The Lowdown on Local School Councils
What you need to know about the upcoming school elections and our spring reporting project.
By Emmanuel Camarillo
This spring at City Bureau, one of our reporting teams is looking into Chicago’s unique Local School Council structure and how it affects school communities. Follow along here as Manny Camarillo, Hannah Hayes and Amanda Tugade report over the next 10 weeks. Here’s our first story — a basic explainer on LSCs — and a reminder to vote in the upcoming elections on April 18–19.
In Chicago Public Schools, Local School Councils (consisting of elected school staff, community members and parents) create a link between the school’s administration and the community that it serves. While their power may have dwindled over the last few years, the ability to hire and fire a school principal is still one of the most influential responsibilities of an LSC.
Elementary and high school LSCs consist of one principal, six parent representatives, two teacher representatives, one school non-teaching representative and two community representatives. High School LSCs also have one student member.
LSCs at schools under Academy for Urban School Leadership management serve only in an advisory capacity, as they do at small schools and schools on probation. Charter schools and private schools do not have LSCs.
Parent and community LSC members are elected by the people in their district and serve two-year terms. You do not need to have a child at the school in order to vote; look up your local school’s upcoming election information here. The teacher representatives are selected by teachers and staff based on polls conducted within the schools. The student rep is elected based on a student body poll.
Since the purpose of these councils is to create more dialogue between schools and parents, LSC meetings are subject to the Open Meetings Act and can be attended by anyone. LSCs set their own meeting schedule and must provide the public with meeting details before and after they occur. Minutes are usually available online and any voting that takes place must be done in public.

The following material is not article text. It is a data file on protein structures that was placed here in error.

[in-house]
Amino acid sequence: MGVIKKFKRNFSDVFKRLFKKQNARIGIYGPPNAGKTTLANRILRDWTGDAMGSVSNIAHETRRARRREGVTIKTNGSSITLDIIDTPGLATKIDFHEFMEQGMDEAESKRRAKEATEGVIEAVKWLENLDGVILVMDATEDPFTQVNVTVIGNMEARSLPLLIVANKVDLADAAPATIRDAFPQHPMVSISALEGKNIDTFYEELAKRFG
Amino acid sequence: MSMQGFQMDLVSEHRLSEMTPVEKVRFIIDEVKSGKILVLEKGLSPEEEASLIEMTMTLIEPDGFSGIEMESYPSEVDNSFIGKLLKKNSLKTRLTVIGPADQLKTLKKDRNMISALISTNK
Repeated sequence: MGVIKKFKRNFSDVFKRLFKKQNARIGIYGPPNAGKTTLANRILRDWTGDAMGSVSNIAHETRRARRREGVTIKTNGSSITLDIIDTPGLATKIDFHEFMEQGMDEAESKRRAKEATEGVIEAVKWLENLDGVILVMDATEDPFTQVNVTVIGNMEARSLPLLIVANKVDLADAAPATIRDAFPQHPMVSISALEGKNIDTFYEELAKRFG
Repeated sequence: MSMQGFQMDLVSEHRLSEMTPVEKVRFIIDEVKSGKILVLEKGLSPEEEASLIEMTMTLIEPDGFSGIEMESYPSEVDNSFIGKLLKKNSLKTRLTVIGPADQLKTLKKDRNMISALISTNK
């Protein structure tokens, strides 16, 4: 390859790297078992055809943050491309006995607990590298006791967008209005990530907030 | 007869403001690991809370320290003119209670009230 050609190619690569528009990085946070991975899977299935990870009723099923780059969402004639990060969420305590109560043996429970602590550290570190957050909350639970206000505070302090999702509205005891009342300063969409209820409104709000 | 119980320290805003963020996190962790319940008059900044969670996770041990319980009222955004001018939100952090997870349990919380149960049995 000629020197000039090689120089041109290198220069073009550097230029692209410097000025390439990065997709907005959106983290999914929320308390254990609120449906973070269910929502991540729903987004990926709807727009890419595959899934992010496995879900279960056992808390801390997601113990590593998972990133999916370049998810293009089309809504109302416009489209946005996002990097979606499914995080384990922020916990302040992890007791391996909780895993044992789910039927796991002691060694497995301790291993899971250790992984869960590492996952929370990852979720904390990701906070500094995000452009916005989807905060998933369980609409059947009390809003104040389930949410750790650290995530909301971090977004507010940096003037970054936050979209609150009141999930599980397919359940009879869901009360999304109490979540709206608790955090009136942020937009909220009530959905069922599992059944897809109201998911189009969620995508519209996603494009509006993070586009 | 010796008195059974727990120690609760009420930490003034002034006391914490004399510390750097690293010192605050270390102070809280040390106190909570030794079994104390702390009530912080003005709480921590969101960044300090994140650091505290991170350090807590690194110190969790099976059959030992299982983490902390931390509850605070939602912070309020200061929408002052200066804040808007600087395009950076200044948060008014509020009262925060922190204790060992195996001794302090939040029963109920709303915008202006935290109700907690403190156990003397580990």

There are also some voting restrictions created to minimize conflict. For example, a principal cannot vote on matters related to his or her retention, high school student LSC members cannot vote on school personnel issues and any LSC member with relatives employed at the school may have to abstain from some votes.
LSCs meet to discuss various issues within a school, but they have three primary responsibilities: evaluate and hire a school principal, vote on the school improvement plan and establish how to most effectively allocate budget resources.
Principals’ performance reviews are done every year by the LSC using a form that is approved by the Board of Education. This includes evaluation under the State of Illinois Performance Evaluation Reform Act (PERA) to determine progress.
Principals are evaluated and hired based on this system and their contracts are usually four-year commitments. As such, the performance of each principal is usually evaluated in four-year terms. In the event that a principal’s contract is not renewed, the LSC must provide written reasons for non-renewal at the request of the principal.
The other essential functions of Local School Councils are to prepare a school improvement plan and school budget in conjunction with their principal.
According to the Illinois State Board of Education’s website, it “expects all districts and schools to implement and sustain an improvement process designed to ensure equitable outcomes for all students.” At CPS, the improvement process is known as the Continuous Improvement Work Planand it is required of all CPS schools.
The CIWP includes a summary of allocation of resources for things like funds that are designated for bilingual programs, staff development, social centers, textbooks and school supplies, and it includes details of money accumulated by fundraisers.
Although creation of the CIWP is largely the responsibility of a school’s principal, he or she must present its details to parents, teachers and the LSC before voting and implementation.
The Office of Local School Council Relations at CPS oversees these groups and works with LSCs to provide training for new members. Its website affirms its commitment to broadening participation within communities as well as increasing interest in election cycles.
More specifically though, the department is there to make sure that LSCs follow open meetings laws to remain transparent. In an EdWeek article from 2014, Guillermo Montes de Oca, director of the office, says that his staff of nine members is too small to provide full support for the 516 school councils in Chicago.
He says, “the only way we can make sure they are effective is by providing support, in different ways.”